The Rays are bringing them back!
The team announced on its promotional schedule that on March 30th, the team will wear throwbacks for Opening Day, almost 25 years to the exact day the Rays (at the time, the Devil Rays) debuted versus the Detroit Tigers, the team the Rays will open the '23 season with.
The Rays have worn throwbacks for the better part of the last 5 seasons, bringing back the Devil Rays look in 2018 for the team's 20th anniversary season, and they have been a staple ever since.
The Rays were able to incorporate the new styled Devil Rays hat with their current uniform set, primarily with the baby blue jerseys for the past 5 years on Sundays, in addition to the uniform as a whole being used many times in the last 5 years.
With the return of the Devil Rays uniforms, the team will be losing the "gray unis," according to the Rays The Roof podcast.
The reason behind this is due to the new rule that Nike and the MLB have implemented, where teams are only allowed to wear four full-time uniforms plus a City Connect jersey as well, going in a very NBA-like direction heading into 2023.
For the most part, the Rays don't usually wear the gray tops as much as they used to, opting to wear the navy-blue tops instead while on the road.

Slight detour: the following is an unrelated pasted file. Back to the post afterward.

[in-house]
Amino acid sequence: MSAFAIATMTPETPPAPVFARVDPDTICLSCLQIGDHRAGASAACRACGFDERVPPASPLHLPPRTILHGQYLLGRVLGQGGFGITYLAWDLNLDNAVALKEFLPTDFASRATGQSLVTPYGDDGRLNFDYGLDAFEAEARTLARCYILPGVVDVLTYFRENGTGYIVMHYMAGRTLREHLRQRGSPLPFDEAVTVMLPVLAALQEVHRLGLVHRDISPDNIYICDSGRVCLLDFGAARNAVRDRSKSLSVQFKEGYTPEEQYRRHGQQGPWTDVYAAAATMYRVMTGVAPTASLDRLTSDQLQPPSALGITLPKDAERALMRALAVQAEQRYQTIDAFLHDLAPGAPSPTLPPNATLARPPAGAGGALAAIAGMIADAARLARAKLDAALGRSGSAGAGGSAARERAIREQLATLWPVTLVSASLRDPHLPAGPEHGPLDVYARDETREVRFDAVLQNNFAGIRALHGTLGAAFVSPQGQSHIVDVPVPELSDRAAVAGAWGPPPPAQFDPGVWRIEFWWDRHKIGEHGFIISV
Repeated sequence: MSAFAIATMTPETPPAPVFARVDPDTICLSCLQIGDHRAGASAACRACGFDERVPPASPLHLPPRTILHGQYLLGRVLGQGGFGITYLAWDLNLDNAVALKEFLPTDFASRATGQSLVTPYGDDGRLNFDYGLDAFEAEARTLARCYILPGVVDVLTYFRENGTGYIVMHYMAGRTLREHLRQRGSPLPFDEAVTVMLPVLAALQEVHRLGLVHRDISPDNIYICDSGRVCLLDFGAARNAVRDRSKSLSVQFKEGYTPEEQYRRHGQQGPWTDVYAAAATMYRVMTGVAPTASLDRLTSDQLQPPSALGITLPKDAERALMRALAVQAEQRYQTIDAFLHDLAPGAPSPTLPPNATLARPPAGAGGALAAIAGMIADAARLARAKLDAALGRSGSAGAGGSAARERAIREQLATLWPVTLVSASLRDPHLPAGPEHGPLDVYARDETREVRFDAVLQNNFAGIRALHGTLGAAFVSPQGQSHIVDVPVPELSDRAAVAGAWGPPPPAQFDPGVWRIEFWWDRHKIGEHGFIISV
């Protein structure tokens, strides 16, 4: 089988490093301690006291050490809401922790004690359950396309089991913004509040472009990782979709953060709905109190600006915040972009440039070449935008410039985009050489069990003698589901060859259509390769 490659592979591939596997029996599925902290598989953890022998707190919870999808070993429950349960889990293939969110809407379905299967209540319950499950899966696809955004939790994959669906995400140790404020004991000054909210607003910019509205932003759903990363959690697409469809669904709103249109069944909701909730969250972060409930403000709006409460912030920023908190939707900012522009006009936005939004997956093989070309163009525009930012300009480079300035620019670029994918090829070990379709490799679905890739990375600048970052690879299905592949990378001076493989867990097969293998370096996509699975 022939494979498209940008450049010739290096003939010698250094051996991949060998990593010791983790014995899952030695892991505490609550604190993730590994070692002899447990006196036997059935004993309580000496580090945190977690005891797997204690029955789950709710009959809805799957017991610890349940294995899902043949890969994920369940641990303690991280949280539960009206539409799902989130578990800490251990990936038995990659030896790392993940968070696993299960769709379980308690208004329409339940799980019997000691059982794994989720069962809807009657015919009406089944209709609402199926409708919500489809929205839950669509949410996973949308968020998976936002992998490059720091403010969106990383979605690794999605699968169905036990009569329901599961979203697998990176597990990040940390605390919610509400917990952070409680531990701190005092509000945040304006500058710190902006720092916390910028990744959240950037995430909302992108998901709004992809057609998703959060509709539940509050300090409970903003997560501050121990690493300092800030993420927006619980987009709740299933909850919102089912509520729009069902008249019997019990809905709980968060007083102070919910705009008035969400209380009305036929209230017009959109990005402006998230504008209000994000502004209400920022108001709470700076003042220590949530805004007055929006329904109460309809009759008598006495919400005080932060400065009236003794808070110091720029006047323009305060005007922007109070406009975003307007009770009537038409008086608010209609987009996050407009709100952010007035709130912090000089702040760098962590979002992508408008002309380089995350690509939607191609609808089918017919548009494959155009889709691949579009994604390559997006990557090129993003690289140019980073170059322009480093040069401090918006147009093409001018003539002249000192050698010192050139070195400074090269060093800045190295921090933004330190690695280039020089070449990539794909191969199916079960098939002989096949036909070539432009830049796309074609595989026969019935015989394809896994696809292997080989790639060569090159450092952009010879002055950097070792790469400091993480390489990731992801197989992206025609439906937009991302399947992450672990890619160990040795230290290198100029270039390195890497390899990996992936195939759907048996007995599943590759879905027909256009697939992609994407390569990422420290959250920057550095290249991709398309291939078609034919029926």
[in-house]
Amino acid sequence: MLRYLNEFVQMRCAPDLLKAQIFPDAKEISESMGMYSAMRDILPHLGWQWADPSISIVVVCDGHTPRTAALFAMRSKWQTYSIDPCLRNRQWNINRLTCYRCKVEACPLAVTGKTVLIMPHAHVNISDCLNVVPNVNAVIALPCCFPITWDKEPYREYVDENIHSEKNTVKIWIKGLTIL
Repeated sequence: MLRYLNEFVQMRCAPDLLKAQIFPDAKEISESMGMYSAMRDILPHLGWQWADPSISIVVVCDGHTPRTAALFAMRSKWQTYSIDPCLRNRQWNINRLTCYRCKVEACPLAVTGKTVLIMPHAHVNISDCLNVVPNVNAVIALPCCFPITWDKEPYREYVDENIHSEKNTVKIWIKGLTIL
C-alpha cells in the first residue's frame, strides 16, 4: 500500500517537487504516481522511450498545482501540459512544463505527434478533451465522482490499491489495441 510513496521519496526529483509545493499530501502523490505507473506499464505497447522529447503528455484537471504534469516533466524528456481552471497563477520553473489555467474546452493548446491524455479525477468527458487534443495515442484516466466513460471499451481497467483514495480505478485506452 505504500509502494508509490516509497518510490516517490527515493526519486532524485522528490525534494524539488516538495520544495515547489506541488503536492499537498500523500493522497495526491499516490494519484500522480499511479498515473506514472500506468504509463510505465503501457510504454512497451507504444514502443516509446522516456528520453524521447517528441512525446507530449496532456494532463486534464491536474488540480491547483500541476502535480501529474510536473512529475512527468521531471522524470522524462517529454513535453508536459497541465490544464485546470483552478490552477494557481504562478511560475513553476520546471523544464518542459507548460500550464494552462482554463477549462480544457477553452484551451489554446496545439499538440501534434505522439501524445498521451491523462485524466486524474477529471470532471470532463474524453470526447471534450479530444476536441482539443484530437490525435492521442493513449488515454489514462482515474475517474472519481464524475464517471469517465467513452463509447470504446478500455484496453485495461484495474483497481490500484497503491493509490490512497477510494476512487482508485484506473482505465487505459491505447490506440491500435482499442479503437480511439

Some teams, such as the Mariners, have also gone in this direction, opting to keep their colored uniforms over keeping a gray standard road uniform.
This is an exciting announcement, though, for the Rays, and something that, personally, I am extremely happy about.
25 years ago, the Rays made their baseball debut versus Detroit, and to have the same uniforms worn from that day (or at least something close) is a great callback and something that people can reminisce on from times past.
The 25th anniversary season is shaping up to be a fun year.
With the 25th anniversary gear, the special promotions, the Hall of Fame inductions, and now the added addition of throwback uniforms, the 25th anniversary season will bring fans from all eras together in one year, which will be a great sight to see.